In 2012, YCSP opened a second residential treatment when it merged with Serenity House in Portland. The property was recently sold.
Another mission of Gean’s was to create permanent housing possibilities for people. In 2009, the American Recovery and Reinvestment Act awarded YCSP $2 million to purchase and renovate homes that had been foreclosed on in the Sanford area. Working in partnership with local municipalities and other community agencies, homes were sold affordably to lower income and previously homeless individuals. In recent years, YCSP has partnered with the Maine State Housing Authority to purchase 32 rental properties throughout York County, which have 120 housing units. All these units are rented by people who were previously homeless.
Gean also wanted YCSP to incorporate sustainability where it could. So, in 2009, using grant money, an array of solar panels were installed at the Angers farm. At the time, it was the largest installation of its kind in Maine. The panels generate electricity (which is also used for heat) for several YCSP residencies in Springvale.
In 2014, Don Gean retired. Bob Dawber, the former director of Serenity House, was named Chief Executive Officer.
Since Bob Dawber has been with the agency, more services, programs and staff have been added to assist the growing number of clients. In 2018 the food pantry was relocated from the Shaker Barn to a former sheriff’s building on Route 4 in Alfred. The pantry is large, well-stocked, and allows people to shop from a wide variety of offerings. The pantry now feeds about 3000 people per month. The building in an “in kind” donation by the York County government, and a grant from the Sewall Foundation was used to make the necessary renovations.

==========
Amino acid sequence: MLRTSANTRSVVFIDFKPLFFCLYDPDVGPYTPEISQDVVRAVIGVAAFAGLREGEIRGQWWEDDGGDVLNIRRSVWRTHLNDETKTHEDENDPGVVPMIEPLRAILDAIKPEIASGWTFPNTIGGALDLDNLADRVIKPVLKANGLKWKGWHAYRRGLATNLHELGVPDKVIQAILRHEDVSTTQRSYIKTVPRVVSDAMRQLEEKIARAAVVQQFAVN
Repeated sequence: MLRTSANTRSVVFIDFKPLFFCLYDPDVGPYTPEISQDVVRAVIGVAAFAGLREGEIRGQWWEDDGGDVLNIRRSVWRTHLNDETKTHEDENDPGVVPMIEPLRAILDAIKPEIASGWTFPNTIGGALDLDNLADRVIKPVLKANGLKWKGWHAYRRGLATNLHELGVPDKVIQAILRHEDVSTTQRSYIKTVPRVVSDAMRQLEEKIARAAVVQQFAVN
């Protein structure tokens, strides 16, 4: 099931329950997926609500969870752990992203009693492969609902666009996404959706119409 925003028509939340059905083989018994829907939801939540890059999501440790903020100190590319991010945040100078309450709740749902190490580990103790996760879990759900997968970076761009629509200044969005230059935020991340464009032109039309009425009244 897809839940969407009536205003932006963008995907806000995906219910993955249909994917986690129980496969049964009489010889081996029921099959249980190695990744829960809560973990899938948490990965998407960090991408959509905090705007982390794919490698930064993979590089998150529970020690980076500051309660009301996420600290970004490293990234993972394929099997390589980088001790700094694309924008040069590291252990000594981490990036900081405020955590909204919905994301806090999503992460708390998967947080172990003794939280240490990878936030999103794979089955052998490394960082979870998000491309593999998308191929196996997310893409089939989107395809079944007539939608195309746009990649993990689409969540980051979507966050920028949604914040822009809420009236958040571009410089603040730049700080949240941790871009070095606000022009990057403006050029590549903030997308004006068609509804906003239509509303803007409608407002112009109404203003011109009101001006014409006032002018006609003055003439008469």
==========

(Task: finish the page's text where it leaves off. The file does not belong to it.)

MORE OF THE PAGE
Layman Way, a residential substance abuse treatment center, opened in May 2018. This unique program is a partnership with the York County Government and York County District Attorney’s office.
Emery House, an eight-bed mental health residential treatment center, opened in Sanford in September 2018.
The Notre Dame Spiritual Center, managed by YCSP, continues to be a source of revenue, due to the groups who book the center for retreats.
Turnout at our annual events, such as the Shaker Hill Apple Festival, continues to grow, with more than 8,000 people in attendance last year.
We are proud of this agency, which, over the course of 40 years, evolved from responding to an immediate need to becoming a place where people can make critically important life changes. Every person who arrives here is teamed with a navigator, who helps residents address the reasons that led to homelessness. We support people with treatment plans, with guidance, with job training, with permanent housing options. Our motto is: “Hope starts here.”
We are able to do this work because of the incredible support we get from our communities. From people who make donations and volunteer. We also have an amazing staff that is dedicated to our mission. We believe we have made a difference. Our work continues.